and bring to life the positioning of the cooking authorityElectrolux set up celebrity chefs to cook at kitchens of thefuture in Westfield. It was successful as it was interactive

    in a tactile way like no other element in the communicationsmix, but importantly the content that was generated in the

    shopping centres was filmed, turned into footage for TV, andexposed to an even greater audience!

    Phil Hayden, bellamyhayden

    which attracted mums and their littlepre-school kids to the fixture. Accordingto Chris Pinnegar, business director at

    Star Advertising, to make this kind of in-store execution work, you need to havea genuine reason to be there or a hotproperty to leverage, otherwise its justmore wallpaper.

    But why did Sanitarium choosean in-store promotion?

    Most of the time were targeting maingrocery buyers (often mums with kids)and its getting harder and harder to reachthem effectively. Traditionally, TV has beenour lead medium, but the importance ofbranding the last mile is rising. Gettingour messages as close to the point ofsale is often a key factor in clinching

    sales, especially when our brands are partof a repertoire and the need to switchconsumers is vital.

    With media fragmentation a realproblem for the media industry and anincreasingly savvy consumer becomingharder and harder to reach, the futurelooks competitive for the industry.Shopping environment media has now,

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    a brand at the supermarket, sotoo much happening in your crwill tend to make it blend into tsurrounding noise.

    02 Adam Ferrier

    Consumer psychologist

    and planning partner,Naked Communications

    1. All communications should bubrand not just drive sales.

    2. Ensure you understand the othelements of the communicatio dont just leave it all up to thethe person sees as they are wthe store.

    3. If there is a star burst on your communications you probably thought it through hard enough

    06

    Most of the time were targeting main grocery buyers (oftenmums with kids) and its getting harder and harder to reachthem effectively Getting our messages as close to thepoint of sale is often a key factor in clinching sales.

    Chris Pinnegar, Star Advertising

    SHOPPER BEHAVIOUR:

    A SNAPSHOT

    How shoppers shop their mindset,habits and what they look for depends on their type of shoppingoccasion and mission. Shoppers maybe buying for me or for us or for you,with the product or category to be usedeither now or later. Who they are buyingfor and how/when the product is to beused also impact their mindsetand habits.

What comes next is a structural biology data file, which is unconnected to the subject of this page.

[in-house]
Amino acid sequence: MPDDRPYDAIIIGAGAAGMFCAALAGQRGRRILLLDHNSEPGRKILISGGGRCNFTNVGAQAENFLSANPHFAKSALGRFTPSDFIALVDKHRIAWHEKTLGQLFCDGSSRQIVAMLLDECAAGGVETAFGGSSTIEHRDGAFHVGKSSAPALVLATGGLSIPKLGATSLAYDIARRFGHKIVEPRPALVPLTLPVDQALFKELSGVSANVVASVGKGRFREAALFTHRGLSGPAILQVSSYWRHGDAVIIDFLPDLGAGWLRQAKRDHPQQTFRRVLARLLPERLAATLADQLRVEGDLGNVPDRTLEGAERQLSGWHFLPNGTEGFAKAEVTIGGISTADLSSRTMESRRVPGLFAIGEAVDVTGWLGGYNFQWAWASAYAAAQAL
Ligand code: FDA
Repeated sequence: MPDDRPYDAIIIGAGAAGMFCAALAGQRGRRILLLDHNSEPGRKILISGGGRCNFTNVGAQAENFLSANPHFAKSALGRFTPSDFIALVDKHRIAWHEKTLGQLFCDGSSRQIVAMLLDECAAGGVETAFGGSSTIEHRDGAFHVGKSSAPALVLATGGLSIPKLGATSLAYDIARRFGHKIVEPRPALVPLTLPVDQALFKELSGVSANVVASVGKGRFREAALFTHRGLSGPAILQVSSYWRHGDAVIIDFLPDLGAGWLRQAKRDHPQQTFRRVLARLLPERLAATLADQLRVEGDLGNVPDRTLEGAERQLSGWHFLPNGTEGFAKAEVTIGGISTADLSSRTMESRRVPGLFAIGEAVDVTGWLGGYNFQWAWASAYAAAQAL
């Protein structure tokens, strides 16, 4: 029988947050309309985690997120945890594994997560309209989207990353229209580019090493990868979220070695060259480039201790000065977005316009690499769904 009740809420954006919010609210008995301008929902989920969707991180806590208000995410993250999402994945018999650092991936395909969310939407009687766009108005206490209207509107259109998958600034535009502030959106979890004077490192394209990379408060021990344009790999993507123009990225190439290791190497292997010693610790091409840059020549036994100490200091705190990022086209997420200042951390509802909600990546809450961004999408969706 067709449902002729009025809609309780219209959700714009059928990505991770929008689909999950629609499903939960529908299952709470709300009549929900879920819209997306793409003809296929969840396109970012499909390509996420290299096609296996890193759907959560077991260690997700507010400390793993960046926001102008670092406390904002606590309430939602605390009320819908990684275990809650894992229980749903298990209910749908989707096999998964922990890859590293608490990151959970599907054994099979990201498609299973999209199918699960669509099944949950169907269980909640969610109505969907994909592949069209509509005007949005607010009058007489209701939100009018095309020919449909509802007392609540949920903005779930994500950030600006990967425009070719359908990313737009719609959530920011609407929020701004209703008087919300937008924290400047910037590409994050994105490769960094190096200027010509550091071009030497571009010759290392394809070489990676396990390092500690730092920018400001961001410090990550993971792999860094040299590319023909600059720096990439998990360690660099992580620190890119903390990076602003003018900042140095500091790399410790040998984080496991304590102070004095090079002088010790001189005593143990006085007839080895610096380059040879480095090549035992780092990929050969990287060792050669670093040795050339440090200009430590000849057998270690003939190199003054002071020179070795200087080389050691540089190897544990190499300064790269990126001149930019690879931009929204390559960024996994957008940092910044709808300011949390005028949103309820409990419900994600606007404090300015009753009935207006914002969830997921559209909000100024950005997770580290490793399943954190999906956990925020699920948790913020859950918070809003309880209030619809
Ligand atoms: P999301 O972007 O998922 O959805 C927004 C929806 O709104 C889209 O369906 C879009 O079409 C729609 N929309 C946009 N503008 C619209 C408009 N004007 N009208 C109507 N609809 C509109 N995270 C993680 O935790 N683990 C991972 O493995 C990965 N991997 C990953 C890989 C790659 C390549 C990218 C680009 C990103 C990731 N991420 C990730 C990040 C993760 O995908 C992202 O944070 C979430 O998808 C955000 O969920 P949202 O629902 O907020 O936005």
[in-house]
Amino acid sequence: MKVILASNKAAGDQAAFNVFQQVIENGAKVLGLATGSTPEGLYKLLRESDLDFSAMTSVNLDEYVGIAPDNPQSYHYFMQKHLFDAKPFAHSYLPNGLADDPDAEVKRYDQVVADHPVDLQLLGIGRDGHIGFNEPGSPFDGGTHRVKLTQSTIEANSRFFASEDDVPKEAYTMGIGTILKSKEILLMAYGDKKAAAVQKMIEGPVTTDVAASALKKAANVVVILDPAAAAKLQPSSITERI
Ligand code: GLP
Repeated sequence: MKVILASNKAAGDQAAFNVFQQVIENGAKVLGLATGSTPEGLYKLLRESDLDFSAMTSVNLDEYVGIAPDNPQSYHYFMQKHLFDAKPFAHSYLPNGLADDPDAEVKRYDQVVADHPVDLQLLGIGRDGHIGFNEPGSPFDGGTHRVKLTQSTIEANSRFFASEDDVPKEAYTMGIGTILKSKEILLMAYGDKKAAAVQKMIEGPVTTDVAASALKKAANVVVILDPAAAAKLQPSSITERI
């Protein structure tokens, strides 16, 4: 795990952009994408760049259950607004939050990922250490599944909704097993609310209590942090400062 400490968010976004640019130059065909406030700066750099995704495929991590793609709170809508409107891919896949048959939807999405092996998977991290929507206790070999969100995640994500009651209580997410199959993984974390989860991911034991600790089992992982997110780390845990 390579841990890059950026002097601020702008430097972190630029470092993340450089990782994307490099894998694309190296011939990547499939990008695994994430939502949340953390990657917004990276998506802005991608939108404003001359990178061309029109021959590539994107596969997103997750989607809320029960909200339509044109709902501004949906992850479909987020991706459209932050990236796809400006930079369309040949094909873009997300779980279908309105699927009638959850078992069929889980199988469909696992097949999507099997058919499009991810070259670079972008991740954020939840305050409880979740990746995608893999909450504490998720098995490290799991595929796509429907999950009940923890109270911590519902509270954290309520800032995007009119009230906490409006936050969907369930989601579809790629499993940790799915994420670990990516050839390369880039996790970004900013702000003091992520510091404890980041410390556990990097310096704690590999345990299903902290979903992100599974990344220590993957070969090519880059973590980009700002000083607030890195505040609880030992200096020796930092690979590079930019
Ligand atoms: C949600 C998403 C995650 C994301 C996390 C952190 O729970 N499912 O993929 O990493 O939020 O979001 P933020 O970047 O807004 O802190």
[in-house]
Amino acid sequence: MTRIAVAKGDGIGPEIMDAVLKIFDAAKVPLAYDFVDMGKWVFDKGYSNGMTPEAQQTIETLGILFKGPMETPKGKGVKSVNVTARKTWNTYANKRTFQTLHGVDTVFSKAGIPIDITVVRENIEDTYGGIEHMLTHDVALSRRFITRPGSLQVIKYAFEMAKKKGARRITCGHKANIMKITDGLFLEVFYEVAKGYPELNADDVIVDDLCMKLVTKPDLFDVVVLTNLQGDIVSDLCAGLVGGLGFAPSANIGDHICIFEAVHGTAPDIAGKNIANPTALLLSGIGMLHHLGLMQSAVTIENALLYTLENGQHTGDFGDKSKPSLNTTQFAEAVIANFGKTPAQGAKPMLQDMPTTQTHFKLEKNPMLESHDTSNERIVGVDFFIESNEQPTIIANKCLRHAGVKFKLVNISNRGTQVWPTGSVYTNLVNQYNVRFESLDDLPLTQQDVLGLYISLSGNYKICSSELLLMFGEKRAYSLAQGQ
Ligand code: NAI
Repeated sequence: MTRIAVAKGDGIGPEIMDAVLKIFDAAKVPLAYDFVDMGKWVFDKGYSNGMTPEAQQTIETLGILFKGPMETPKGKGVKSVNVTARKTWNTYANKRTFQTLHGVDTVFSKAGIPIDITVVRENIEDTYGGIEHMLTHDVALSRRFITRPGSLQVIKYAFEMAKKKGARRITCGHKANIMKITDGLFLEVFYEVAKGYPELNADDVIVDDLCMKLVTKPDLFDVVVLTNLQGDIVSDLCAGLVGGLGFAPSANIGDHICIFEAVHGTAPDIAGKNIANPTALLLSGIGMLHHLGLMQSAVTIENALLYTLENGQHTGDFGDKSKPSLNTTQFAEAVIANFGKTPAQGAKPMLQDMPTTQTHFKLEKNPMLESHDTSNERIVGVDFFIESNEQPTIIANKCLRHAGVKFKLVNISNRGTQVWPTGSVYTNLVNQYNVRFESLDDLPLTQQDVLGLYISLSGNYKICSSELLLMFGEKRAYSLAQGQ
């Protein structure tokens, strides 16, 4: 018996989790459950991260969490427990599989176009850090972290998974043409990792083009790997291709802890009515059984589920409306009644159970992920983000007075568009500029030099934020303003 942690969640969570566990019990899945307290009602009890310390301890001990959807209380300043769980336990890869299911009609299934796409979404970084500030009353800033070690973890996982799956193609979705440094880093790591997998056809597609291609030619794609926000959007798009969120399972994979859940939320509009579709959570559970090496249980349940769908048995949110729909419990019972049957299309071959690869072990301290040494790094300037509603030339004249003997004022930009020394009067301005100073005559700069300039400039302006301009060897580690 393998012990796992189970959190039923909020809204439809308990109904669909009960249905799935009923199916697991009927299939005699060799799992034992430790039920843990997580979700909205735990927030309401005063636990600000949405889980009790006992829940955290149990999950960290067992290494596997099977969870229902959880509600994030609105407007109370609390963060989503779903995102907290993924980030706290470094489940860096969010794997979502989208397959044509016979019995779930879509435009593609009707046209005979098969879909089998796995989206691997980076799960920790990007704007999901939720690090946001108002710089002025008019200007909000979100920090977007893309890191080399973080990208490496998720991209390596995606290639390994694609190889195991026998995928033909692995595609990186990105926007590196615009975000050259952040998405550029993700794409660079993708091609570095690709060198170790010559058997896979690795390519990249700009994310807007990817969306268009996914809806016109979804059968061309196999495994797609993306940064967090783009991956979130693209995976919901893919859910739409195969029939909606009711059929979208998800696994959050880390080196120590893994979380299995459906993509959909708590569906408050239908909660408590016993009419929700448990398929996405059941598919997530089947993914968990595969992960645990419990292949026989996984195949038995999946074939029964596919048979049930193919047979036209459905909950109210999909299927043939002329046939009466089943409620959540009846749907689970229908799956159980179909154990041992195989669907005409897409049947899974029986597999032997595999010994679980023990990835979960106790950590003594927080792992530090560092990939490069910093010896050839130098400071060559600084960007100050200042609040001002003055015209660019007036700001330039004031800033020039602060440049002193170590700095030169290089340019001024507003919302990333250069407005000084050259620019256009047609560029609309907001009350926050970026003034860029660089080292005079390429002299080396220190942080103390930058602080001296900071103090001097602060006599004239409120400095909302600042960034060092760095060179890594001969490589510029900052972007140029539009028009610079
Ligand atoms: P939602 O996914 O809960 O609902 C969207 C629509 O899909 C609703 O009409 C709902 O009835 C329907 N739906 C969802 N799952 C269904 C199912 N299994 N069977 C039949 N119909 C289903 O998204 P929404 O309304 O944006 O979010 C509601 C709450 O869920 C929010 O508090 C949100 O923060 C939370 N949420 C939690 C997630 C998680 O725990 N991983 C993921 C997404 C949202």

Major shopping missions

    and occasions

    stock-up shop everything we needfor the next few weeks

    top-up shop stuff I need for thenext few days

    destination/emergency shop specific items that I need now

    on the way tends to be serviceslike ATMs

    browsing more shopping centreand department store oriented

    treat/reward for me or for others gifting for others.

    Mindset and habits

    Lets look at how these changeaccording to the different types ofshopping missions: stock-up shop make sure Ive got

    everything. Ill buy things not on thelist if I think we might need them andtheres a reminder or incentive

    top-up shop in and out for just the

    stuff on the list. I might buy a coupleof things not on the list destination/emergency shop in a

    hurry and on a mission. Less open toimpulse, and even then only when theprimary shopping mission has beencompleted (e.g. while standing inthe queue)

    on the way in a hurry, distracted browsing having a good look

    THREE KEY THINGS TOREMEMBER WHEN DEVELOPINGA CAMPAIGN TO MAXIMISETHE SHOPPING ENVIRONMENT

    01 Peter Hardy

    Advanced analytics director,

    Synovate Aztec1. You need to develop a short but clear

    call to action for the shopper. In otherwords, you need to give the shopper areason to buy your product whether thatis via talking to them about its featuresor benefits.

    2. You need clear branding too manytimes, we see great creative, but no onecan remember the brand! Must include aproduct shot.

    3. Bright or clean graphics shoppersspend only a few seconds choosing

    however, established a strong basefrom which to continue to grow.

    On the positive side, brandswill continue to move in the directionof delivering experiences in theirmarketing, says Phil Hayden, directorof communications planning agency

    bellamyhayden.Shopping centres, with the traffic

    they offer and the theatre floor that istheir real estate, will be one of the primarybeneficiaries of this.

    On the downside, if the migrationof communication dollars continues thenclutter will be an issue. There appears tobe little understanding from the operatorson how much is too much and it wouldbe a shame if the local shopping centrebecame the commercial break of the21st ce